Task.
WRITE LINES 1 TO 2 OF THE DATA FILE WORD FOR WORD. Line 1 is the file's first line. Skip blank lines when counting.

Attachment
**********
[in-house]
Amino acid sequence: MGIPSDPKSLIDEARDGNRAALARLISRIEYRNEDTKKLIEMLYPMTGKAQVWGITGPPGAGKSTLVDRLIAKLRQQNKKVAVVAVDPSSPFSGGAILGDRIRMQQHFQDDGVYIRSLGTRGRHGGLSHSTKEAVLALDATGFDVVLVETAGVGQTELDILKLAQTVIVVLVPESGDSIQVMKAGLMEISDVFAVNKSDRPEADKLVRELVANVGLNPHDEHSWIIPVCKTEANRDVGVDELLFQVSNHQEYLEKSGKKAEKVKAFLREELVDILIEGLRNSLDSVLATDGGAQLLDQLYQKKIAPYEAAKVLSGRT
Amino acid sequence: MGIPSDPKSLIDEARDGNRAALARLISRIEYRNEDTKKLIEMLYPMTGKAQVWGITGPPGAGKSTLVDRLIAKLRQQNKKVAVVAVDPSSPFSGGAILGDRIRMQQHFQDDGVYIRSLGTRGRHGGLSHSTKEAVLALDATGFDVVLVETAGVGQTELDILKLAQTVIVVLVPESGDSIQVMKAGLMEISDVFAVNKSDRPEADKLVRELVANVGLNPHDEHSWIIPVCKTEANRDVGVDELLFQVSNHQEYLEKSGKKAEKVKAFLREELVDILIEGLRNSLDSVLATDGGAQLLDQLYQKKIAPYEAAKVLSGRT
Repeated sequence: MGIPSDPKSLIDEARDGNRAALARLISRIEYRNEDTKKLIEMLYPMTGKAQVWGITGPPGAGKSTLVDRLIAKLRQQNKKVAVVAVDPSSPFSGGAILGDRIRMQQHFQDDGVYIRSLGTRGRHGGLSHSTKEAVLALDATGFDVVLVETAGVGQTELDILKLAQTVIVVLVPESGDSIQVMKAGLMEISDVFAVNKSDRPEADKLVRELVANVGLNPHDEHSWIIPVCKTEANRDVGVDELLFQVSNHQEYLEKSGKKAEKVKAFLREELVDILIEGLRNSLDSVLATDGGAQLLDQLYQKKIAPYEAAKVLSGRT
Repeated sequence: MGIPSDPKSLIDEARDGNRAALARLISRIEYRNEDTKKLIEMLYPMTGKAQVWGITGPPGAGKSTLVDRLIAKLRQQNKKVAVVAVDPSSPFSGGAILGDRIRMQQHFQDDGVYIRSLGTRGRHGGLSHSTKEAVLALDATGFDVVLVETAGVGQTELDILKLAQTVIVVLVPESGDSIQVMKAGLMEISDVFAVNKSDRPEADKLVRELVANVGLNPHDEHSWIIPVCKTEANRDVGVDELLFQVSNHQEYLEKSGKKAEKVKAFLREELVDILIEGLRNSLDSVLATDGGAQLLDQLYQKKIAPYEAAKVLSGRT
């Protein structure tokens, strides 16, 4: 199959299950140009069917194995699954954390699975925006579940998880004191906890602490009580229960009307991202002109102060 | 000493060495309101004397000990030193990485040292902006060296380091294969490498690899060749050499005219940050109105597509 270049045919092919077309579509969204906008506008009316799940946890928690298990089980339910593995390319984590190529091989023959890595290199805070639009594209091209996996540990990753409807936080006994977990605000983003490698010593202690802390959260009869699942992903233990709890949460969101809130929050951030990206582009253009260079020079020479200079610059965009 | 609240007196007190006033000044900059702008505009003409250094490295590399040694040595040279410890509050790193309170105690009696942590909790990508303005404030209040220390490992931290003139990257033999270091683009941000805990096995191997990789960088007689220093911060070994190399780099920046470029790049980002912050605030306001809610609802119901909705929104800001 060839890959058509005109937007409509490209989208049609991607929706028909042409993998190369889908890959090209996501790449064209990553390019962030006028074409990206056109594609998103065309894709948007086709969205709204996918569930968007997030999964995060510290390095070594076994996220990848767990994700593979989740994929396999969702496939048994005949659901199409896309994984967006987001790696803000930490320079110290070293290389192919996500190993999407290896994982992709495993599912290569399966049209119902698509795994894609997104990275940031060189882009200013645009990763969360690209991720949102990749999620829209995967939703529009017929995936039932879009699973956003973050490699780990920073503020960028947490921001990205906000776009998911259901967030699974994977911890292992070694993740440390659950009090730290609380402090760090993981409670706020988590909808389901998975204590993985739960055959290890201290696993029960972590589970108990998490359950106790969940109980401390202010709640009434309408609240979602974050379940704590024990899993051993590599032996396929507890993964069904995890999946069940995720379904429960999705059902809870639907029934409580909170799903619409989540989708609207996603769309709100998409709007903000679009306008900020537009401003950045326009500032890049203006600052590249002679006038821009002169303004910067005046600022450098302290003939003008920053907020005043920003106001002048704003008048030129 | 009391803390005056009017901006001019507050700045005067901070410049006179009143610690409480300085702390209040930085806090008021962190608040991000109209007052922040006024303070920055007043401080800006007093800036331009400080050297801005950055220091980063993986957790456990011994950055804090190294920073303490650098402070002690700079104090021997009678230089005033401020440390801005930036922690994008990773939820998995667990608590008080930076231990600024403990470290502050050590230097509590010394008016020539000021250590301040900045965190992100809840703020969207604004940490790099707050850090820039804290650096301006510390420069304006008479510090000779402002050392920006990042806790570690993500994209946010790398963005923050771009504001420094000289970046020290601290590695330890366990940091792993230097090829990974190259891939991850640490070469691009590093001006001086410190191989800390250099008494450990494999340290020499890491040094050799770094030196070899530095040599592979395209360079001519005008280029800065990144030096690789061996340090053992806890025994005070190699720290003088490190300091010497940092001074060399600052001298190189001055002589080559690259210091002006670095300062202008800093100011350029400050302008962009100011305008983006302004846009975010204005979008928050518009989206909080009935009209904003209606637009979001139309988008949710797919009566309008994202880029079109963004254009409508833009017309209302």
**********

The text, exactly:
[in-house]
Amino acid sequence: MGIPSDPKSLIDEARDGNRAALARLISRIEYRNEDTKKLIEMLYPMTGKAQVWGITGPPGAGKSTLVDRLIAKLRQQNKKVAVVAVDPSSPFSGGAILGDRIRMQQHFQDDGVYIRSLGTRGRHGGLSHSTKEAVLALDATGFDVVLVETAGVGQTELDILKLAQTVIVVLVPESGDSIQVMKAGLMEISDVFAVNKSDRPEADKLVRELVANVGLNPHDEHSWIIPVCKTEANRDVGVDELLFQVSNHQEYLEKSGKKAEKVKAFLREELVDILIEGLRNSLDSVLATDGGAQLLDQLYQKKIAPYEAAKVLSGRT